The Usutu Virus has spread considerably in central Europe over the last 10 years. The first detection outside Africa occurred in Vienna/Austria between 2001 and 2006. It subsequently spread to Budapest/ Hungary (2005, 2006), Zürich/ Switzerland (2006), and north-east Italy (2008/2009). The virus was also found in Spanish mosquitoes in 2006, but an outbreak in Spain’s avifauna has not occurred (yet – or wasn’t noticed).

It is sadly safe to presume that the virus will spread further in Europe, and birders in countries as yet unaffected might want to monitor their common songbirds in urban and suburban environments more closely in the following years to document the outbreak’s progress. These are the main symptoms to look for:

  • Obviously, a significant population decrease particularly in Eurasian Blackbirds, and dead birds on the lawn.
  • The plumage particularly at the neck and head is in very bad shape, with huge gaps exposing the skin. Some birds can be completely bald, resembling vultures.
  • Significantly reduced flight distance. While it is not unusual to approach an urban Blackbird to within 2 yards,  2 inches are not the norm and strongly indicative that something is rotten in the state of Denmark.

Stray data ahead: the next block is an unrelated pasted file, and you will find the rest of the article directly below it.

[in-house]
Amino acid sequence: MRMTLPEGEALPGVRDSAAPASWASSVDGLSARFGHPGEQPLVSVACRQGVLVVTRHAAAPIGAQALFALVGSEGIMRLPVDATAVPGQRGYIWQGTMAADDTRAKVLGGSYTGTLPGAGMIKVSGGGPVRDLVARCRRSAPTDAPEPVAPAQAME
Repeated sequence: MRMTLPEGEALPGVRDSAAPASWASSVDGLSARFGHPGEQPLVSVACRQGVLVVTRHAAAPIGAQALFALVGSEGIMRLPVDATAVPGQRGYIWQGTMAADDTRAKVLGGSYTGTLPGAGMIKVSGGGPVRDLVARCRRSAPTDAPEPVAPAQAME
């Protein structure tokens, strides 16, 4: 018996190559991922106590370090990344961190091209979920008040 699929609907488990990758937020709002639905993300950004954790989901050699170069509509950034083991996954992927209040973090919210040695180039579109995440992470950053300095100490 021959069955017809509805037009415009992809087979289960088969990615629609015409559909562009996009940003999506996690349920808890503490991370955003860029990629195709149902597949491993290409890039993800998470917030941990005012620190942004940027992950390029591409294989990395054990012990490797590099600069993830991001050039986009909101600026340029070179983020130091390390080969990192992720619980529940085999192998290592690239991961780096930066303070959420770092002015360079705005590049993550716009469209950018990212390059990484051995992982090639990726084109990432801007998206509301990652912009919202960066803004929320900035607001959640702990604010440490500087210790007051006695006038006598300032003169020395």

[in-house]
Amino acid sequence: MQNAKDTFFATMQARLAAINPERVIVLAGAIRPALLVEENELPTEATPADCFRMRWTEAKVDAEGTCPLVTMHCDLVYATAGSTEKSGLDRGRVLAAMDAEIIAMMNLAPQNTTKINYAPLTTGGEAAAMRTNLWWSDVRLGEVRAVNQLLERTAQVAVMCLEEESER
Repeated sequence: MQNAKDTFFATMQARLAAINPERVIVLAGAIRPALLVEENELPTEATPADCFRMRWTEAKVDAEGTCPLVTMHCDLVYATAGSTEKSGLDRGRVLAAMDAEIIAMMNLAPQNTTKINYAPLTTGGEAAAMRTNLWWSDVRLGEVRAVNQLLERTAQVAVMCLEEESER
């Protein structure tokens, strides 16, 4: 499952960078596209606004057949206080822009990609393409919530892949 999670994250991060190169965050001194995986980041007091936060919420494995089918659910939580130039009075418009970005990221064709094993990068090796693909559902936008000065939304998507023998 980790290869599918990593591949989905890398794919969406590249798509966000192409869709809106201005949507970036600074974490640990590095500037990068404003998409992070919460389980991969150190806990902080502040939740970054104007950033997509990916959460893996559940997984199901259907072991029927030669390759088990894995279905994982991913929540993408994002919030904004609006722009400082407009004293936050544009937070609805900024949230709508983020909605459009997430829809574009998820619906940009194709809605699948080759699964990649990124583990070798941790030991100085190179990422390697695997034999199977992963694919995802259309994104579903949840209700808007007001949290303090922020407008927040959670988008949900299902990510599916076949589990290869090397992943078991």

• Impaired motoric movements, e. g. inability to fly, staggering, falling over. I frequently observed Blackbirds walking on the ground like rodents, even ducking under low tufts of grass.

American birders, defend your robins – shoot European vagrants on sight!

To end this post on a positive note: it appears as though most (all?) affected populations eventually develop an immunity and rebound to their former levels. “Hope is the thing with feathers at neck and head”, and as we can’t do anything to stop this outbreak anyway, hope and patience are options we’ll have to be comfortable with.

Written by Jochen
Jochen Roeder was born in Germany and raised to be a birder. He also spent a number of years abroad, just so he could see more birds. One of his most astounding achievements is the comprehension that Yellow-crowned Night-herons do not exist, as he failed to see any despite birding in North America for more than two years. He currently lives near Heidelberg, one of the most boring places for a birder to live, a fact about which he likes to whinge a lot. When he is not birding or trying to convince his teenage son that patiently scanning some fields for migrants is more fun than staring at a smartphone, he enjoys contemplating the reasoning behind the common names of birds. He first became famous in the bird blog world on Bell Tower Birding.